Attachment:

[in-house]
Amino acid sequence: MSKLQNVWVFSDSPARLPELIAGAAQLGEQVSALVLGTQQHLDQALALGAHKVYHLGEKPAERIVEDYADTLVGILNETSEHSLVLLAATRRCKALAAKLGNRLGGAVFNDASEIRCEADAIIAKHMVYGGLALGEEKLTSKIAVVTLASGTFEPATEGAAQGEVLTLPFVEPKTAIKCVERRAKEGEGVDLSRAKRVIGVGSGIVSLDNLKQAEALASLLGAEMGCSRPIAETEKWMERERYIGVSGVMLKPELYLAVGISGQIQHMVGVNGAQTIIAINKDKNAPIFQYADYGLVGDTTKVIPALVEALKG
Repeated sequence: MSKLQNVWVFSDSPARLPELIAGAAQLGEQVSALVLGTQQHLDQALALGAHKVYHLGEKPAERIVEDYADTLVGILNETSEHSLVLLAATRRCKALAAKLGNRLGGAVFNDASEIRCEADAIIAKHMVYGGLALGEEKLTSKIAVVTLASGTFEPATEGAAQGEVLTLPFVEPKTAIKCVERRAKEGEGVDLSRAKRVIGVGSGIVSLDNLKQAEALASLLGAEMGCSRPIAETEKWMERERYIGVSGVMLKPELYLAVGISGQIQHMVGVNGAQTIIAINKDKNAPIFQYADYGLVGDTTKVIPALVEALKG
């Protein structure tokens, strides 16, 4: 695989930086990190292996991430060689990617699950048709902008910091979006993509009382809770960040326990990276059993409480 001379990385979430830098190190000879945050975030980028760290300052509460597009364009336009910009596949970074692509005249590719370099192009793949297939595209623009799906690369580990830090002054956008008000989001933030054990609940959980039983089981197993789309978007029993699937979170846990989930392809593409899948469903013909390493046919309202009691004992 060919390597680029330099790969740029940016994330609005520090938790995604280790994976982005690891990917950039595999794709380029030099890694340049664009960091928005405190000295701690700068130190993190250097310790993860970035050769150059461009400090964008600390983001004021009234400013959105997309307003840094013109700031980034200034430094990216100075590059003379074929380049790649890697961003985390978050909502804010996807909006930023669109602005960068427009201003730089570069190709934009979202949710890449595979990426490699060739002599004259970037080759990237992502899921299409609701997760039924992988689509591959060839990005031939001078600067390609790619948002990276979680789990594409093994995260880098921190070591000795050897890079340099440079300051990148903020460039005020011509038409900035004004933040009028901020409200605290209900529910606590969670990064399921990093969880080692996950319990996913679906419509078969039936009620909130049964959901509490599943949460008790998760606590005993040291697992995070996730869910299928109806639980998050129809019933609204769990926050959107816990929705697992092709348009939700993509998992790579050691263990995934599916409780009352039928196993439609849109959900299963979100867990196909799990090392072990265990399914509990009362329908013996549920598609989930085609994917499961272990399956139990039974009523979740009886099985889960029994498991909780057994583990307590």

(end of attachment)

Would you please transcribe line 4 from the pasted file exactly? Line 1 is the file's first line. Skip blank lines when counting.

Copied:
């Protein structure tokens, strides 16, 4: 695989930086990190292996991430060689990617699950048709902008910091979006993509009382809770960040326990990276059993409480 001379990385979430830098190190000879945050975030980028760290300052509460597009364009336009910009596949970074692509005249590719370099192009793949297939595209623009799906690369580990830090002054956008008000989001933030054990609940959980039983089981197993789309978007029993699937979170846990989930392809593409899948469903013909390493046919309202009691004992 060919390597680029330099790969740029940016994330609005520090938790995604280790994976982005690891990917950039595999794709380029030099890694340049664009960091928005405190000295701690700068130190993190250097310790993860970035050769150059461009400090964008600390983001004021009234400013959105997309307003840094013109700031980034200034430094990216100075590059003379074929380049790649890697961003985390978050909502804010996807909006930023669109602005960068427009201003730089570069190709934009979202949710890449595979990426490699060739002599004259970037080759990237992502899921299409609701997760039924992988689509591959060839990005031939001078600067390609790619948002990276979680789990594409093994995260880098921190070591000795050897890079340099440079300051990148903020460039005020011509038409900035004004933040009028901020409200605290209900529910606590969670990064399921990093969880080692996950319990996913679906419509078969039936009620909130049964959901509490599943949460008790998760606590005993040291697992995070996730869910299928109806639980998050129809019933609204769990926050959107816990929705697992092709348009939700993509998992790579050691263990995934599916409780009352039928196993439609849109959900299963979100867990196909799990090392072990265990399914509990009362329908013996549920598609989930085609994917499961272990399956139990039974009523979740009886099985889960029994498991909780057994583990307590």